Friday, November 01, 2019

$5.5 Billion, Stem Cell 'Handcuffs' in California? CIRM Directors Have Questions on Ballot Proposal

OAKLAND, Ca. -- Some directors of the California stem cell agency are less than pleased with aspects of a proposed, $5.5 billion ballot measure to save the program from financial extinction, including one longtime board member who said it would "handcuff"  the research effort.

A sometimes testy discussion of the initiative arose late in the board's meeting yesterday with a number of board members expressing reservations about provisions in the measure that were "not helpful."

"These are handcuffs," said Jeff Sheehy, who has served on the board of the agency since its inception in 2004. "The board has a look at this measure while it still can be changed."

Jonathan Thomas, chairman of the stem cell agency board, said he is calling a meeting of the board sometime in the week beginning Nov. 11 to discuss the ballot initiative.  The deadline for public comments to go state election officials is Nov. 12. Changes can be made up to Nov. 17.  (See here for how the process works.) 

Changes can only be made by the sponsor of the initiative, who is Robert Klein, a real estate investment banker who was the first chairman of the agency, formally known as the California Institute for Regenerative Medicine (CIRM).  Klein is a real estate investment banker and the founder and chairman of Americans for Cures, a stem cell advocacy group.

CIRM has only $27 million left for new awards out of the $3 billion that voters provided for it in 2004. However, those funds are reserved for a federal-state sickle cell program. Efforts to raise significant private funds have been unsuccessful.
The proposed ballot measure goes well beyond simple re-funding of the 15-year-old program. It would alter the structure of the board, basically defer control of its conflict of interest rules to a national scientific organization, create new programs, expand the scope of its work and more.

CIRM Director Steve Juelsgaard said the proposal would make "significant changes" including some that "frankly I don't think are very helpful."

On Wednesday, prior to yesterday's meeting, Sheehy' released a 3,300-word critique of the measure that was published by the California Stem Cell Report. He raised his concerns again yesterday directly with CIRM's governing board after board chairman Thomas offered a schedule for revising the agency's strategic plan sometime next year.

The CIRM board's sometimes heated discussion did not go into all of the measure's specifics. It focused primarily on whether the board should have an additional meeting on the matter and take a formal position. Several members of the board said they wanted to know more about the proposal and expressed concern about unspecified aspects of the measure.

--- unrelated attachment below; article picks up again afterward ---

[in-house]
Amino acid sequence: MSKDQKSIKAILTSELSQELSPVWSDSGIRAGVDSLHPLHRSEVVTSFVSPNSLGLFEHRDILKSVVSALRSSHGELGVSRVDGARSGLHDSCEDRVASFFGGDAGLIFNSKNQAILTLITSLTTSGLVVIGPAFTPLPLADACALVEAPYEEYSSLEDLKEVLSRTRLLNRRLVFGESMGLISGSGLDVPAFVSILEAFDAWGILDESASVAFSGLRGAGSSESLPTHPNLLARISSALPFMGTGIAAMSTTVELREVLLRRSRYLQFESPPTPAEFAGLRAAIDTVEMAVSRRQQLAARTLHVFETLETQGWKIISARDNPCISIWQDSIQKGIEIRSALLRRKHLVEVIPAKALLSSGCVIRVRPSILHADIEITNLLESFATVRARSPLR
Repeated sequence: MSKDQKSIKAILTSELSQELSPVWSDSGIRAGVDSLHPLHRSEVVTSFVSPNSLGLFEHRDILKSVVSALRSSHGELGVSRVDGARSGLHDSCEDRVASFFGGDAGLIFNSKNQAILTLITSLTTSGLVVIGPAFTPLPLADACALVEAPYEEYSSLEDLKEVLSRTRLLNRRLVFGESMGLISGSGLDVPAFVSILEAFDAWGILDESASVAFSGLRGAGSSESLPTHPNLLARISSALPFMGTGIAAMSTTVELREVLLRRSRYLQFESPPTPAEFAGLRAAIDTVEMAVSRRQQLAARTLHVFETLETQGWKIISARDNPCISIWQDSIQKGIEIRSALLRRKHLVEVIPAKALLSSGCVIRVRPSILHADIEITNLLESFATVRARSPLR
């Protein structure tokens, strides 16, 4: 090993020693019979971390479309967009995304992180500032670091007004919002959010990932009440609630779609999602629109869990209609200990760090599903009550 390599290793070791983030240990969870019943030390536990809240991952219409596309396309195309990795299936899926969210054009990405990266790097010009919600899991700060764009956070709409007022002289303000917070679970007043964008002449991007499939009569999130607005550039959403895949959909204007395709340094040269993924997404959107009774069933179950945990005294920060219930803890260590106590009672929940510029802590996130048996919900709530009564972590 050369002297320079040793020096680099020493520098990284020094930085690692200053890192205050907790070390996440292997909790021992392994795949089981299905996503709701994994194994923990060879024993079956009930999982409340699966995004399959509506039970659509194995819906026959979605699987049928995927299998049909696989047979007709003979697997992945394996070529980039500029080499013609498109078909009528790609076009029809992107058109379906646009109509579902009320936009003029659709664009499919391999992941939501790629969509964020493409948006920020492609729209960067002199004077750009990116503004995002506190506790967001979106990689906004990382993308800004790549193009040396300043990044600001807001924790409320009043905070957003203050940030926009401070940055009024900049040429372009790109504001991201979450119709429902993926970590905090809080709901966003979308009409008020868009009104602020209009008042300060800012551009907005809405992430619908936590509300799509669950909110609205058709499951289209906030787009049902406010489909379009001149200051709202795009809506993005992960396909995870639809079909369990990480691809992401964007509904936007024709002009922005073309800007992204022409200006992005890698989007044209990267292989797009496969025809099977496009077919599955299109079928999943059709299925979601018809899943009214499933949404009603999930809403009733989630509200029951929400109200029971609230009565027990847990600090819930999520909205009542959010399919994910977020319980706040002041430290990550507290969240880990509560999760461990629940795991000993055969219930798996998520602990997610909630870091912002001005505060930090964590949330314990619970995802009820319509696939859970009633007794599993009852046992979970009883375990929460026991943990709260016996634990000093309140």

Sheehy told the 29-member board that it would be "an abdication of our responsibility" if the board fails to weigh in on the proposal when it still can be changed. He said the initiative was drawn up in private in a process that was not publicly disclosed.

Art Torres, vice chairman of the board and former state legislator, expressed reservations about bringing the proposal before CIRM directors in a public session. He said that the state had a formal process for filing comments that could be used by concerned board members.

Some members of the board said a formal position by the board could have considerable weight in generating needed changes.. Some, however, were concerned that board criticism of initiative at this point could be used by opponents in the ballot campaign next year even if the board ultimately endorsed measure.

CIRM is in the process of setting a date and time for its review of the ballot measure. It is scheduled to be a telephonic meeting that would have multiple public remote locations. It would also be available on the Internet with public participation access. The California Stem Cell Report will report the time and date of the meeting when it is available and is asking Klein for his comments as well.


  1. Anonymous7:56 AM

    The board is its own worse enemy. My advice: Get it together or go down.

  2. The problem is that board members don't want to take the time and attention to read through it. So, I suggest that they just do a read-aloud while the whole board is paying attention. They should at least read Jeff Sheehy's comments.